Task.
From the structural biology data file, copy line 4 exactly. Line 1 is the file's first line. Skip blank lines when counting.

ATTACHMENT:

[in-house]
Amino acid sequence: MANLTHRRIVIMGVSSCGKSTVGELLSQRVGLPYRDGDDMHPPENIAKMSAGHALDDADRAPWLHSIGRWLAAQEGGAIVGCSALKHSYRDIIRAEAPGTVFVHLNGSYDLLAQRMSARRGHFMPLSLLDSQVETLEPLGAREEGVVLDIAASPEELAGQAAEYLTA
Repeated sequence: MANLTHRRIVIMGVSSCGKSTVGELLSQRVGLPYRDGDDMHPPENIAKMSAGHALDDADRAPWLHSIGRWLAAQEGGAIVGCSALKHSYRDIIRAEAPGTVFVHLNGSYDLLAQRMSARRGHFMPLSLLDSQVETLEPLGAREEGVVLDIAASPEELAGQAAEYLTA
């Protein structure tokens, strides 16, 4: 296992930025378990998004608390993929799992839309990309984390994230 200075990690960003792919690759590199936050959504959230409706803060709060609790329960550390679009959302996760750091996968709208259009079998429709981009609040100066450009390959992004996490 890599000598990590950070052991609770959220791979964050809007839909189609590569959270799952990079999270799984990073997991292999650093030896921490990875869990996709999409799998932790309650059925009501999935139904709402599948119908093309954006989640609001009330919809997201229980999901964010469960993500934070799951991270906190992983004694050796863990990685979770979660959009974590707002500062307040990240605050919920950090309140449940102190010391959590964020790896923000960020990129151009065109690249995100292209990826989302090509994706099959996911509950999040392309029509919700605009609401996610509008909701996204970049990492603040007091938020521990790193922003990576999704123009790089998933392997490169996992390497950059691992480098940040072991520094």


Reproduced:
């Protein structure tokens, strides 16, 4: 296992930025378990998004608390993929799992839309990309984390994230 200075990690960003792919690759590199936050959504959230409706803060709060609790329960550390679009959302996760750091996968709208259009079998429709981009609040100066450009390959992004996490 890599000598990590950070052991609770959220791979964050809007839909189609590569959270799952990079999270799984990073997991292999650093030896921490990875869990996709999409799998932790309650059925009501999935139904709402599948119908093309954006989640609001009330919809997201229980999901964010469960993500934070799951991270906190992983004694050796863990990685979770979660959009974590707002500062307040990240605050919920950090309140449940102190010391959590964020790896923000960020990129151009065109690249995100292209990826989302090509994706099959996911509950999040392309029509919700605009609401996610509008909701996204970049990492603040007091938020521990790193922003990576999704123009790089998933392997490169996992390497950059691992480098940040072991520094």